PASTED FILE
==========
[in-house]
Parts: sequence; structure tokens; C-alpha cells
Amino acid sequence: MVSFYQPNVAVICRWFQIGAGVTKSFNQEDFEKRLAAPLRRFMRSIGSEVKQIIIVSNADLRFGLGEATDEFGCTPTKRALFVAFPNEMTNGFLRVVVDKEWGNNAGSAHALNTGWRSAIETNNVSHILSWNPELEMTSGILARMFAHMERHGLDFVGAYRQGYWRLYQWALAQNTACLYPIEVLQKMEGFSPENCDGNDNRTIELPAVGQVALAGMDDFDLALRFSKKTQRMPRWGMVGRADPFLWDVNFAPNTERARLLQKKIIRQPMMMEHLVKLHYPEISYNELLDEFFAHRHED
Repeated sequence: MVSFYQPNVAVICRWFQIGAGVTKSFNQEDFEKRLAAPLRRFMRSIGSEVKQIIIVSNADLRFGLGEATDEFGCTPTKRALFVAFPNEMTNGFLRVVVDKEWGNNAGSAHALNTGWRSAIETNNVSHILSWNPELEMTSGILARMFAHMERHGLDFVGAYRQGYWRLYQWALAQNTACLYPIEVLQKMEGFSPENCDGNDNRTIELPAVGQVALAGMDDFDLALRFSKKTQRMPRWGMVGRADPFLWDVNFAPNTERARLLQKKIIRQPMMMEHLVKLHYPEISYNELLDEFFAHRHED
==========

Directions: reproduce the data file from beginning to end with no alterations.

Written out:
[in-house]
Parts: sequence; structure tokens; C-alpha cells
Amino acid sequence: MVSFYQPNVAVICRWFQIGAGVTKSFNQEDFEKRLAAPLRRFMRSIGSEVKQIIIVSNADLRFGLGEATDEFGCTPTKRALFVAFPNEMTNGFLRVVVDKEWGNNAGSAHALNTGWRSAIETNNVSHILSWNPELEMTSGILARMFAHMERHGLDFVGAYRQGYWRLYQWALAQNTACLYPIEVLQKMEGFSPENCDGNDNRTIELPAVGQVALAGMDDFDLALRFSKKTQRMPRWGMVGRADPFLWDVNFAPNTERARLLQKKIIRQPMMMEHLVKLHYPEISYNELLDEFFAHRHED
Repeated sequence: MVSFYQPNVAVICRWFQIGAGVTKSFNQEDFEKRLAAPLRRFMRSIGSEVKQIIIVSNADLRFGLGEATDEFGCTPTKRALFVAFPNEMTNGFLRVVVDKEWGNNAGSAHALNTGWRSAIETNNVSHILSWNPELEMTSGILARMFAHMERHGLDFVGAYRQGYWRLYQWALAQNTACLYPIEVLQKMEGFSPENCDGNDNRTIELPAVGQVALAGMDDFDLALRFSKKTQRMPRWGMVGRADPFLWDVNFAPNTERARLLQKKIIRQPMMMEHLVKLHYPEISYNELLDEFFAHRHED